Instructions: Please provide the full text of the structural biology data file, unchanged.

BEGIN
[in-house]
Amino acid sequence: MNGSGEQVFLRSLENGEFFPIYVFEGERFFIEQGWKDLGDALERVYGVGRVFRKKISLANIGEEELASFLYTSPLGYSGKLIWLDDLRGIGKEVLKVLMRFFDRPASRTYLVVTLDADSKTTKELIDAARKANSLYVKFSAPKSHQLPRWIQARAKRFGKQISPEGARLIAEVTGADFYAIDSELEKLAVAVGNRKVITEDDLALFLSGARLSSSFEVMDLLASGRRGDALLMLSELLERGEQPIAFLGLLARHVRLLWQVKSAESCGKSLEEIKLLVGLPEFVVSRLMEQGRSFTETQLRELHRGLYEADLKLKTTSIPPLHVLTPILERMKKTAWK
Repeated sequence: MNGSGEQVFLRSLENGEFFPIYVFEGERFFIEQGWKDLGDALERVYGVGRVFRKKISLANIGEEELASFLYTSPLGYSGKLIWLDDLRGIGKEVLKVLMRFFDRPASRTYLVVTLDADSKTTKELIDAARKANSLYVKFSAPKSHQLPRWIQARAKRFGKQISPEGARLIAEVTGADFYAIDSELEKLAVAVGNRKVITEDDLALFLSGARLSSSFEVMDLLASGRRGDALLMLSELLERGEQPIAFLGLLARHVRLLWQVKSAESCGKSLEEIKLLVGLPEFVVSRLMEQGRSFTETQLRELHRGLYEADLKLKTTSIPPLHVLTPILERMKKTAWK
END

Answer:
[in-house]
Amino acid sequence: MNGSGEQVFLRSLENGEFFPIYVFEGERFFIEQGWKDLGDALERVYGVGRVFRKKISLANIGEEELASFLYTSPLGYSGKLIWLDDLRGIGKEVLKVLMRFFDRPASRTYLVVTLDADSKTTKELIDAARKANSLYVKFSAPKSHQLPRWIQARAKRFGKQISPEGARLIAEVTGADFYAIDSELEKLAVAVGNRKVITEDDLALFLSGARLSSSFEVMDLLASGRRGDALLMLSELLERGEQPIAFLGLLARHVRLLWQVKSAESCGKSLEEIKLLVGLPEFVVSRLMEQGRSFTETQLRELHRGLYEADLKLKTTSIPPLHVLTPILERMKKTAWK
Repeated sequence: MNGSGEQVFLRSLENGEFFPIYVFEGERFFIEQGWKDLGDALERVYGVGRVFRKKISLANIGEEELASFLYTSPLGYSGKLIWLDDLRGIGKEVLKVLMRFFDRPASRTYLVVTLDADSKTTKELIDAARKANSLYVKFSAPKSHQLPRWIQARAKRFGKQISPEGARLIAEVTGADFYAIDSELEKLAVAVGNRKVITEDDLALFLSGARLSSSFEVMDLLASGRRGDALLMLSELLERGEQPIAFLGLLARHVRLLWQVKSAESCGKSLEEIKLLVGLPEFVVSRLMEQGRSFTETQLRELHRGLYEADLKLKTTSIPPLHVLTPILERMKKTAWK